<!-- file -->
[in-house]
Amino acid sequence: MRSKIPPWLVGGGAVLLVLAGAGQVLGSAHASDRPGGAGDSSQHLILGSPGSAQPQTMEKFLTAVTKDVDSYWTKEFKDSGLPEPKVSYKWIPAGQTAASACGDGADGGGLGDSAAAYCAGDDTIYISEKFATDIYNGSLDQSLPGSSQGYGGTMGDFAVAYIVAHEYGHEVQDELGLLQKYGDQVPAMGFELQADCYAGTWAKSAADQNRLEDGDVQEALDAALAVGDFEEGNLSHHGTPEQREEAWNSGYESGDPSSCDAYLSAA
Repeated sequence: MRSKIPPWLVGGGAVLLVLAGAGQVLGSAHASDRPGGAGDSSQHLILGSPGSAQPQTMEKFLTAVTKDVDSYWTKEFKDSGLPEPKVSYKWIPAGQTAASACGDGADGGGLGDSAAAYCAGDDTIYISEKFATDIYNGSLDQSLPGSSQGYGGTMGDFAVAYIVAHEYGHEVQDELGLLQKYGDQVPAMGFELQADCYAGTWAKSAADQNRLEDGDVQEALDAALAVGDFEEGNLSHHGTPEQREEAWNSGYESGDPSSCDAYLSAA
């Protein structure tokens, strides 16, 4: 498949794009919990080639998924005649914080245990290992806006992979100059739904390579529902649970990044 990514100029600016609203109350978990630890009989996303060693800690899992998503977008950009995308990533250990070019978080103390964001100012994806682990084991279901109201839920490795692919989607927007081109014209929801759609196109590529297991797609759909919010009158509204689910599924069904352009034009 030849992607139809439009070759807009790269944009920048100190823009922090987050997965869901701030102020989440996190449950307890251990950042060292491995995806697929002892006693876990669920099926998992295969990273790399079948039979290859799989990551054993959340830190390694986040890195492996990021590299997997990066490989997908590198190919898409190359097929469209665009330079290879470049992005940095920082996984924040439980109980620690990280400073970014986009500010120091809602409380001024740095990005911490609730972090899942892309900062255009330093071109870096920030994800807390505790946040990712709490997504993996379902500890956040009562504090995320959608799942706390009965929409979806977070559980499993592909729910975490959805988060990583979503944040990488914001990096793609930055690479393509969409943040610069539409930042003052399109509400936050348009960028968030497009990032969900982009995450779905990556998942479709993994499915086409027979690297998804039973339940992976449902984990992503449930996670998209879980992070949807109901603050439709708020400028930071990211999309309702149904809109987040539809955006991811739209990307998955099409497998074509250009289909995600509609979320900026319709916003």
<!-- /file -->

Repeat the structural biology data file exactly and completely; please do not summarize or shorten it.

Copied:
[in-house]
Amino acid sequence: MRSKIPPWLVGGGAVLLVLAGAGQVLGSAHASDRPGGAGDSSQHLILGSPGSAQPQTMEKFLTAVTKDVDSYWTKEFKDSGLPEPKVSYKWIPAGQTAASACGDGADGGGLGDSAAAYCAGDDTIYISEKFATDIYNGSLDQSLPGSSQGYGGTMGDFAVAYIVAHEYGHEVQDELGLLQKYGDQVPAMGFELQADCYAGTWAKSAADQNRLEDGDVQEALDAALAVGDFEEGNLSHHGTPEQREEAWNSGYESGDPSSCDAYLSAA
Repeated sequence: MRSKIPPWLVGGGAVLLVLAGAGQVLGSAHASDRPGGAGDSSQHLILGSPGSAQPQTMEKFLTAVTKDVDSYWTKEFKDSGLPEPKVSYKWIPAGQTAASACGDGADGGGLGDSAAAYCAGDDTIYISEKFATDIYNGSLDQSLPGSSQGYGGTMGDFAVAYIVAHEYGHEVQDELGLLQKYGDQVPAMGFELQADCYAGTWAKSAADQNRLEDGDVQEALDAALAVGDFEEGNLSHHGTPEQREEAWNSGYESGDPSSCDAYLSAA
């Protein structure tokens, strides 16, 4: 498949794009919990080639998924005649914080245990290992806006992979100059739904390579529902649970990044 990514100029600016609203109350978990630890009989996303060693800690899992998503977008950009995308990533250990070019978080103390964001100012994806682990084991279901109201839920490795692919989607927007081109014209929801759609196109590529297991797609759909919010009158509204689910599924069904352009034009 030849992607139809439009070759807009790269944009920048100190823009922090987050997965869901701030102020989440996190449950307890251990950042060292491995995806697929002892006693876990669920099926998992295969990273790399079948039979290859799989990551054993959340830190390694986040890195492996990021590299997997990066490989997908590198190919898409190359097929469209665009330079290879470049992005940095920082996984924040439980109980620690990280400073970014986009500010120091809602409380001024740095990005911490609730972090899942892309900062255009330093071109870096920030994800807390505790946040990712709490997504993996379902500890956040009562504090995320959608799942706390009965929409979806977070559980499993592909729910975490959805988060990583979503944040990488914001990096793609930055690479393509969409943040610069539409930042003052399109509400936050348009960028968030497009990032969900982009995450779905990556998942479709993994499915086409027979690297998804039973339940992976449902984990992503449930996670998209879980992070949807109901603050439709708020400028930071990211999309309702149904809109987040539809955006991811739209990307998955099409497998074509250009289909995600509609979320900026319709916003």